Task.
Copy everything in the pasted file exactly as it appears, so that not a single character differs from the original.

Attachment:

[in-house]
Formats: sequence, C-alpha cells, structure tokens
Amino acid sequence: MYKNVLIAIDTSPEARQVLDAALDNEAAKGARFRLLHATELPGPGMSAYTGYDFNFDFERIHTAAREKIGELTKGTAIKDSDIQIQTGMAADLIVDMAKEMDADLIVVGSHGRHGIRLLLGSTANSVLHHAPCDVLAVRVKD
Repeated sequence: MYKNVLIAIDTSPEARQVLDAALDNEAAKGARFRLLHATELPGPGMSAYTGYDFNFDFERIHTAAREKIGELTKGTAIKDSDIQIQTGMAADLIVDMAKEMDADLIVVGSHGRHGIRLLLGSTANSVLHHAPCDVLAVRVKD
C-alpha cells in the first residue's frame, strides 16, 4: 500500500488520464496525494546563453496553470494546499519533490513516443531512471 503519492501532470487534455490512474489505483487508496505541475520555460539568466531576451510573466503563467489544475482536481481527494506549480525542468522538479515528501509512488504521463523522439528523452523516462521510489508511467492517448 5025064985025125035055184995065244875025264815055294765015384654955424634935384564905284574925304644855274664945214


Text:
[in-house]
Formats: sequence, C-alpha cells, structure tokens
Amino acid sequence: MYKNVLIAIDTSPEARQVLDAALDNEAAKGARFRLLHATELPGPGMSAYTGYDFNFDFERIHTAAREKIGELTKGTAIKDSDIQIQTGMAADLIVDMAKEMDADLIVVGSHGRHGIRLLLGSTANSVLHHAPCDVLAVRVKD
Repeated sequence: MYKNVLIAIDTSPEARQVLDAALDNEAAKGARFRLLHATELPGPGMSAYTGYDFNFDFERIHTAAREKIGELTKGTAIKDSDIQIQTGMAADLIVDMAKEMDADLIVVGSHGRHGIRLLLGSTANSVLHHAPCDVLAVRVKD
C-alpha cells in the first residue's frame, strides 16, 4: 500500500488520464496525494546563453496553470494546499519533490513516443531512471 503519492501532470487534455490512474489505483487508496505541475520555460539568466531576451510573466503563467489544475482536481481527494506549480525542468522538479515528501509512488504521463523522439528523452523516462521510489508511467492517448 5025064985025125035055184995065244875025264815055294765015384654955424634935384564905284574925304644855274664945214